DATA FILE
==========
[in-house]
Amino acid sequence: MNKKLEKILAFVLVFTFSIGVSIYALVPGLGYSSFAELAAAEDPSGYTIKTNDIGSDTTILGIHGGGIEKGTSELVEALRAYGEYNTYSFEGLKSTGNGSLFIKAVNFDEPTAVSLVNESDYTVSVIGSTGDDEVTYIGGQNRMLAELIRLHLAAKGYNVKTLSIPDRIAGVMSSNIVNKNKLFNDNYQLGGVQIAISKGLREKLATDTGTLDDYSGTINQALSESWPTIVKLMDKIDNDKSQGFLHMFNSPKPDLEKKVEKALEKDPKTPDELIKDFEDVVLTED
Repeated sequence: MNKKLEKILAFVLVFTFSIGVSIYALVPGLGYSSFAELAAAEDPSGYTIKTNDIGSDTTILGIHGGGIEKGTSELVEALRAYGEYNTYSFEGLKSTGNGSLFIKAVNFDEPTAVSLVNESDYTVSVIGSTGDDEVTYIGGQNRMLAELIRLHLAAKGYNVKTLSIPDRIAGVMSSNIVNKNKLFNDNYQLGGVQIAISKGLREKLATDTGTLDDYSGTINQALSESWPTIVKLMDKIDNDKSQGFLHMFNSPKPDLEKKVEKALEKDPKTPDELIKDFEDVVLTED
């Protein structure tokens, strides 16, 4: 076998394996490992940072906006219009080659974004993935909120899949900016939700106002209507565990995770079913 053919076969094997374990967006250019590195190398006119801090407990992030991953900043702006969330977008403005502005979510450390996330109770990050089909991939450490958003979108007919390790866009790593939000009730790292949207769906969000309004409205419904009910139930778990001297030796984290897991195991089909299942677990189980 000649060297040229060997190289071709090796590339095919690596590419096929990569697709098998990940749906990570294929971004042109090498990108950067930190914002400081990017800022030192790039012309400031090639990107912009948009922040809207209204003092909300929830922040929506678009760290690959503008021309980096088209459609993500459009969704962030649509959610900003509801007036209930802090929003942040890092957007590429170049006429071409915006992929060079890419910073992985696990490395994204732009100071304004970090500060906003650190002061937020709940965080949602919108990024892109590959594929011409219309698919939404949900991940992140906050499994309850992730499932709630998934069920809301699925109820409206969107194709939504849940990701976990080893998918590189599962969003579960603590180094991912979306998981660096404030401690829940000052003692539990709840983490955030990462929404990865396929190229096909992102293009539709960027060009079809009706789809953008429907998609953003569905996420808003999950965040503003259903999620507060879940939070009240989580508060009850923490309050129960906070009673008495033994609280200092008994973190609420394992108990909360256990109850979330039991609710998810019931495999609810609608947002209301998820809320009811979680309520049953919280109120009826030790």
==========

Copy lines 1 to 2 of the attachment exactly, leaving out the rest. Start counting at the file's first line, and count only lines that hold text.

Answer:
[in-house]
Amino acid sequence: MNKKLEKILAFVLVFTFSIGVSIYALVPGLGYSSFAELAAAEDPSGYTIKTNDIGSDTTILGIHGGGIEKGTSELVEALRAYGEYNTYSFEGLKSTGNGSLFIKAVNFDEPTAVSLVNESDYTVSVIGSTGDDEVTYIGGQNRMLAELIRLHLAAKGYNVKTLSIPDRIAGVMSSNIVNKNKLFNDNYQLGGVQIAISKGLREKLATDTGTLDDYSGTINQALSESWPTIVKLMDKIDNDKSQGFLHMFNSPKPDLEKKVEKALEKDPKTPDELIKDFEDVVLTED